The sorrel is also impressive in terms of vitamin C content: the green leaves provide a total of 117 milligrams per 100 grams. The bitter substances it also contains have an appetizing and digestive effect.
For many a weed, but especially in spring, when the leaves are still tender and fresh, healthy addition to the salad: 100 grams of the green dandelion leaves provide almost 68 milligrams of vitamin C.
Vitamin C: Storing and processing Food correctly
Vitamin C is water soluble and sensitive to heat, oxygen, and light. If stored and processed improperly, up to 100% of the vitamin contained in food can be lost. Food with vitamin C should therefore only be stored briefly, cool and preferably in the dark and – if possible – eaten raw.
When preparing it, it is advisable to wash vegetables and fruit only briefly and let them cook with them in order to lose as little vitamin C as possible. Brief searing, stewing, or steaming is the most gentle.
The body needs Vitamin C for this
Vitamin C is important for many different processes in the human body. It is particularly well known for its antioxidant effects. This means that vitamin C can bind aggressive chemical compounds such as free radicals or reactive oxygen molecules. These substances, which are produced by normal metabolic processes and also by external influences such as UV radiation or nicotine, can damage or even irreparably destroy molecules, cells, and tissue in the body.
In addition, vitamin C improves the bioavailability of iron from plant foods and prevents the formation of carcinogenic, nitrogenous compounds (so-called nitrosamines). Vitamin C also plays a role in the formation of connective tissue (collagen) and the formation of bones and teeth.
“It’s often said that vitamin C is the ingredient for a strong immune system. Today, however, vitamin C is no longer seen as the one immune booster. An intelligent mix of different nutrients is best for a stable immune system.”
Vitamin C in mg/day
- up to 4 years: 20
- 13 to 15 years: 85
- 15 to 19 years, male: 105
- 15 to 19 years, female: 90
- from 19 years, male: 110
- from 19 years, female: 95
- Pregnant: 105
- Breastfeeding: 125
- Smokers: 155
How can I cover my needs?
There are many foods with vitamin C, so it’s usually relatively easy to get the need through diet, even for people who smoke. For example, one of the following food combinations provides more than 155 milligrams of vitamin C:
- half a red pepper (75 g) and a small glass of orange juice (125 ml)
- 200 grams of boiled potatoes, 150 grams of spinach (steamed), and an orange
- 150 grams Brussels sprouts (cooked), an apple, and two medium tomatoes
Why do smokers have an increased need?
According to reports smokers consume significantly more vitamin C per day than non-smokers. The reason for this lies mainly in the high metabolic losses and the lower concentration of vitamin C in the blood that smokers have compared to non-smokers.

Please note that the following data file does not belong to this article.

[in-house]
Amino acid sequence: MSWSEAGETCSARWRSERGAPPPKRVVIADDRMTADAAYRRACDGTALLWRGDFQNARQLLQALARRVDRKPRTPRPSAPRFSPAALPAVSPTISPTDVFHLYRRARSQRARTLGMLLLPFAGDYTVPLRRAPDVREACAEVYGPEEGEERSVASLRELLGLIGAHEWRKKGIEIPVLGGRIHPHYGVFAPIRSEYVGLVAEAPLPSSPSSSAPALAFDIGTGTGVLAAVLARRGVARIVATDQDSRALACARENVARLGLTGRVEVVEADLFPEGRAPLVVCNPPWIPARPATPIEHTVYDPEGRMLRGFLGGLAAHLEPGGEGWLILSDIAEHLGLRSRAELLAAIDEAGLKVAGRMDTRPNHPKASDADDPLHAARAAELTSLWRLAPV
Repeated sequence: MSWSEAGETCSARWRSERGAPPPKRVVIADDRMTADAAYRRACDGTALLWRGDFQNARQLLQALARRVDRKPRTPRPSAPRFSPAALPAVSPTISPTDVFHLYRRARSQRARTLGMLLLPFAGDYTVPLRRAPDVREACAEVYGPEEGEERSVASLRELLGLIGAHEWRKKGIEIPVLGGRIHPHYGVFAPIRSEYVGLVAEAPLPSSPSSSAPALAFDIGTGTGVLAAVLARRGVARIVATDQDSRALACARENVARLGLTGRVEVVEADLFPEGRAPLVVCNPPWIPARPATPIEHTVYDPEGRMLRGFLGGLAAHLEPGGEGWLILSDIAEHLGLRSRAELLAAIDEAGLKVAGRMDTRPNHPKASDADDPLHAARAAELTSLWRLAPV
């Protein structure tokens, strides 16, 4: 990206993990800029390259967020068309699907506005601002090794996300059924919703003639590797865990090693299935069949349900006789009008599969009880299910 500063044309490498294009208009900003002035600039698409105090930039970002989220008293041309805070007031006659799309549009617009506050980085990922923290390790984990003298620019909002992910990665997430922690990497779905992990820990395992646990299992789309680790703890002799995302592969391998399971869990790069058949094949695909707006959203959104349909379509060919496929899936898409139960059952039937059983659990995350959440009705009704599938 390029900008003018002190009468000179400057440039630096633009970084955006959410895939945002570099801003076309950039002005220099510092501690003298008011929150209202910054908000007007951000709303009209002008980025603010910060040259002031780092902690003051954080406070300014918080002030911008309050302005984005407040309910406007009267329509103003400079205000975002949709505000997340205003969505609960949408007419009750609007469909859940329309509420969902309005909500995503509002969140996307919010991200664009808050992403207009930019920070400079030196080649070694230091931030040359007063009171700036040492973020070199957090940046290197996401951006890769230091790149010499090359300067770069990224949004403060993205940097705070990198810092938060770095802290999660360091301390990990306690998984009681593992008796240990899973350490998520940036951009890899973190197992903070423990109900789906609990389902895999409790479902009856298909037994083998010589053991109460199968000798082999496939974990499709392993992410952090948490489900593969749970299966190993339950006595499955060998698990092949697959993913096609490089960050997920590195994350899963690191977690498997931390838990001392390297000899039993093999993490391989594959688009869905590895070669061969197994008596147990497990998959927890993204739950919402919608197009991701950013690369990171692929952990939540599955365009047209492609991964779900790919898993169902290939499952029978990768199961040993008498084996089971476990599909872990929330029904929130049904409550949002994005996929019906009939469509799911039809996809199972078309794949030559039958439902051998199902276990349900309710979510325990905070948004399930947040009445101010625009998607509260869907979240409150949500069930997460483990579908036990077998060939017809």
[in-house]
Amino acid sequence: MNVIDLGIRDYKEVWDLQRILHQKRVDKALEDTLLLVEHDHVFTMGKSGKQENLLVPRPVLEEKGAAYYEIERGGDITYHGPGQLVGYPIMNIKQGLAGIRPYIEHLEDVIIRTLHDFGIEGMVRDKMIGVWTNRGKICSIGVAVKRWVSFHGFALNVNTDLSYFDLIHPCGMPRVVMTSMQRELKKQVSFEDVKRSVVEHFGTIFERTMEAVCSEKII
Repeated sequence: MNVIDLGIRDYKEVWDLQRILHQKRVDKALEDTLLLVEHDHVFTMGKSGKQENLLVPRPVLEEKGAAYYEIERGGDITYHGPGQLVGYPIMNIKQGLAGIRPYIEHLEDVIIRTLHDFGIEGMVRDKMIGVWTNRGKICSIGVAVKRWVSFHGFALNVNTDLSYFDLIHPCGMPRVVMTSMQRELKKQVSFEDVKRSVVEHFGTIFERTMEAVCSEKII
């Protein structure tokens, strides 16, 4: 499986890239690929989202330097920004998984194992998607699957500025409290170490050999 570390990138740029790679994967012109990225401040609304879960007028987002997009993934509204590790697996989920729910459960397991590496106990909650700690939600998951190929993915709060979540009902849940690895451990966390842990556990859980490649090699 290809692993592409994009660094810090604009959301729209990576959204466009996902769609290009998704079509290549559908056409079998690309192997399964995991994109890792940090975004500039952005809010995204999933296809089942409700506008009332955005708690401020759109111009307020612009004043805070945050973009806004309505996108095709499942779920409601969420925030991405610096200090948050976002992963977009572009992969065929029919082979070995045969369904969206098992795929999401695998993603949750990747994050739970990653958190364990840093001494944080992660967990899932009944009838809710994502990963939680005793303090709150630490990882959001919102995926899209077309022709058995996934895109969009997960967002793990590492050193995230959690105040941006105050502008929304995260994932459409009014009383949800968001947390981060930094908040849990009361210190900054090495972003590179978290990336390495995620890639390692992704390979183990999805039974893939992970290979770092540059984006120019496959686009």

Smoking causes you to absorb a large number of free radicals, which in turn puts such a strain on the antioxidant defense system that the turnover of vitamin C in the body increases by 40%.
What tips are there for an optimal supply of vitamin C?
As a rule, it is not difficult to optimally supply yourself with vitamin C. The following tips can help:
- Make sure you eat a varied diet with enough fresh fruit and vegetables, as the body cannot store vitamin C. The rule of thumb is: It is best to eat a portion of vegetables and fruit with every meal, i.e. a total of 5 portions a day.
- Vitamin C is water-soluble. Wash fresh food such as vegetables and fruit thoroughly, but only briefly.
- When preparing it, it is advisable to eat the food as fresh as possible or to steam it only briefly. This can also reduce the loss of vitamin C.
Is Too Much Vitamin C Harmful?
In general, the body excretes vitamin C that it does not need. Therefore, according to the DGE, an additional intake of up to 1 gram of vitamin C per day is harmless. From a quantity of 3-4 grams daily, temporary problems in the gastrointestinal tract can occur.
In particular, people whose kidneys are not working well and people who have a tendency to develop kidney or urinary stones or who cannot properly utilize iron from food should not consume more than 1 gram of vitamin C per day.
Do vitamin C supplements protect against colds?
The assumption that high doses of vitamin C (200 milligrams per day and more) can protect against colds is widespread. So far, however, there has been no clear scientific evidence for this connection.
There is therefore no general recommendation to take vitamin C supplements routinely (e.g. during the autumn cold season). Only in the case of heavy physical exertion or in a cold environment could the intake bring something. Research suggests that vitamin C supplements can reduce the risk of catching a cold in this case.